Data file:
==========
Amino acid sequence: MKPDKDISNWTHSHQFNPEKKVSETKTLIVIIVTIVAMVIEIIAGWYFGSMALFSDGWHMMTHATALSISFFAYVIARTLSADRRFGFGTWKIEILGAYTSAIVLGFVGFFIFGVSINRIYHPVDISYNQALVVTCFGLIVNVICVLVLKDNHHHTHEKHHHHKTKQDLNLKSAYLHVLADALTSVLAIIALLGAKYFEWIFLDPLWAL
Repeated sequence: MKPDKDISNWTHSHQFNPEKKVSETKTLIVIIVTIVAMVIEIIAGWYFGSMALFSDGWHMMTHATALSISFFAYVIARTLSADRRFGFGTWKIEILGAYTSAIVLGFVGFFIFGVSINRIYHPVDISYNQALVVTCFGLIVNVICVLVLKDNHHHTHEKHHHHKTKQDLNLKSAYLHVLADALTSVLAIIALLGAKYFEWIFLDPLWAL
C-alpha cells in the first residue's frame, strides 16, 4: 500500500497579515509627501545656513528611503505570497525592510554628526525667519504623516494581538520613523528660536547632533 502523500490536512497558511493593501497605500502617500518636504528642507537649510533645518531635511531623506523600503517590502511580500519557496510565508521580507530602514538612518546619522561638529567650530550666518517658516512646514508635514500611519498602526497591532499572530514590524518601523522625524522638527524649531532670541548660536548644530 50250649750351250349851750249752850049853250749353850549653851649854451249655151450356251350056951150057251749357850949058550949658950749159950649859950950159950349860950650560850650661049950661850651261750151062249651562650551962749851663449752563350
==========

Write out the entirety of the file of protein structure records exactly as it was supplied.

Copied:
Amino acid sequence: MKPDKDISNWTHSHQFNPEKKVSETKTLIVIIVTIVAMVIEIIAGWYFGSMALFSDGWHMMTHATALSISFFAYVIARTLSADRRFGFGTWKIEILGAYTSAIVLGFVGFFIFGVSINRIYHPVDISYNQALVVTCFGLIVNVICVLVLKDNHHHTHEKHHHHKTKQDLNLKSAYLHVLADALTSVLAIIALLGAKYFEWIFLDPLWAL
Repeated sequence: MKPDKDISNWTHSHQFNPEKKVSETKTLIVIIVTIVAMVIEIIAGWYFGSMALFSDGWHMMTHATALSISFFAYVIARTLSADRRFGFGTWKIEILGAYTSAIVLGFVGFFIFGVSINRIYHPVDISYNQALVVTCFGLIVNVICVLVLKDNHHHTHEKHHHHKTKQDLNLKSAYLHVLADALTSVLAIIALLGAKYFEWIFLDPLWAL
C-alpha cells in the first residue's frame, strides 16, 4: 500500500497579515509627501545656513528611503505570497525592510554628526525667519504623516494581538520613523528660536547632533 502523500490536512497558511493593501497605500502617500518636504528642507537649510533645518531635511531623506523600503517590502511580500519557496510565508521580507530602514538612518546619522561638529567650530550666518517658516512646514508635514500611519498602526497591532499572530514590524518601523522625524522638527524649531532670541548660536548644530 50250649750351250349851750249752850049853250749353850549653851649854451249655151450356251350056951150057251749357850949058550949658950749159950649859950950159950349860950650560850650661049950661850651261750151062249651562650551962749851663449752563350